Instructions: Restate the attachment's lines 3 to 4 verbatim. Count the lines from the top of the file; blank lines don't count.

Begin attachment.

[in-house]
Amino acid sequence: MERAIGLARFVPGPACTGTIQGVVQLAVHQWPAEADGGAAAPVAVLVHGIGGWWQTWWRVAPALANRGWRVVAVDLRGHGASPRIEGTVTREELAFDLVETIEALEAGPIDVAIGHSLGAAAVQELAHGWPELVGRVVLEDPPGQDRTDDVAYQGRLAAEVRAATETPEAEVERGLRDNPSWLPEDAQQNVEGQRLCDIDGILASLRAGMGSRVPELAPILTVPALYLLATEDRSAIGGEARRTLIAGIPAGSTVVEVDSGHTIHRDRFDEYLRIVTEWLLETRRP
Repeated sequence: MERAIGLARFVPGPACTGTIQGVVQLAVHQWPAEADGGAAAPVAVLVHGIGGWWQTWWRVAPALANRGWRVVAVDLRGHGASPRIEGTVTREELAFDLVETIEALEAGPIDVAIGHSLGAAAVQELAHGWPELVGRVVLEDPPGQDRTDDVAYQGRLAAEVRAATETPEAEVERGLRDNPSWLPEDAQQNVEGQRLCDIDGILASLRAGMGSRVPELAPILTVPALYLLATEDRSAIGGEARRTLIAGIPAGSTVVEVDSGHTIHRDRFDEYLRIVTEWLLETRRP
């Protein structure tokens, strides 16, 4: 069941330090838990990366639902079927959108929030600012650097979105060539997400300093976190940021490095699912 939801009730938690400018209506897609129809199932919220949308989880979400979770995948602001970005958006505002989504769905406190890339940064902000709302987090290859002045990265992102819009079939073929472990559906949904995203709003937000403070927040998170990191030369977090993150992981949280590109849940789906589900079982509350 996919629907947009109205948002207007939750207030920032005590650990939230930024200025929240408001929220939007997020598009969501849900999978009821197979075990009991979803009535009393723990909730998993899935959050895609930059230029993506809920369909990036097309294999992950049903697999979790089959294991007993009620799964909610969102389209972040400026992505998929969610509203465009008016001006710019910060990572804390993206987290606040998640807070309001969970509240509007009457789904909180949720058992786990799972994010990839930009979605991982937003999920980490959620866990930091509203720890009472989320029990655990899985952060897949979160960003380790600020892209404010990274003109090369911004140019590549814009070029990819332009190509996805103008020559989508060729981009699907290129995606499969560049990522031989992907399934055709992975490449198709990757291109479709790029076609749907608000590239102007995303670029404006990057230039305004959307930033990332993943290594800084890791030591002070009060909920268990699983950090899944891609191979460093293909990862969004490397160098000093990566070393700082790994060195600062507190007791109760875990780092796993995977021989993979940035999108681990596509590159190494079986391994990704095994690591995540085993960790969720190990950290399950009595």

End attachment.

Repeated sequence: MERAIGLARFVPGPACTGTIQGVVQLAVHQWPAEADGGAAAPVAVLVHGIGGWWQTWWRVAPALANRGWRVVAVDLRGHGASPRIEGTVTREELAFDLVETIEALEAGPIDVAIGHSLGAAAVQELAHGWPELVGRVVLEDPPGQDRTDDVAYQGRLAAEVRAATETPEAEVERGLRDNPSWLPEDAQQNVEGQRLCDIDGILASLRAGMGSRVPELAPILTVPALYLLATEDRSAIGGEARRTLIAGIPAGSTVVEVDSGHTIHRDRFDEYLRIVTEWLLETRRP
């Protein structure tokens, strides 16, 4: 069941330090838990990366639902079927959108929030600012650097979105060539997400300093976190940021490095699912 939801009730938690400018209506897609129809199932919220949308989880979400979770995948602001970005958006505002989504769905406190890339940064902000709302987090290859002045990265992102819009079939073929472990559906949904995203709003937000403070927040998170990191030369977090993150992981949280590109849940789906589900079982509350 996919629907947009109205948002207007939750207030920032005590650990939230930024200025929240408001929220939007997020598009969501849900999978009821197979075990009991979803009535009393723990909730998993899935959050895609930059230029993506809920369909990036097309294999992950049903697999979790089959294991007993009620799964909610969102389209972040400026992505998929969610509203465009008016001006710019910060990572804390993206987290606040998640807070309001969970509240509007009457789904909180949720058992786990799972994010990839930009979605991982937003999920980490959620866990930091509203720890009472989320029990655990899985952060897949979160960003380790600020892209404010990274003109090369911004140019590549814009070029990819332009190509996805103008020559989508060729981009699907290129995606499969560049990522031989992907399934055709992975490449198709990757291109479709790029076609749907608000590239102007995303670029404006990057230039305004959307930033990332993943290594800084890791030591002070009060909920268990699983950090899944891609191979460093293909990862969004490397160098000093990566070393700082790994060195600062507190007791109760875990780092796993995977021989993979940035999108681990596509590159190494079986391994990704095994690591995540085993960790969720190990950290399950009595």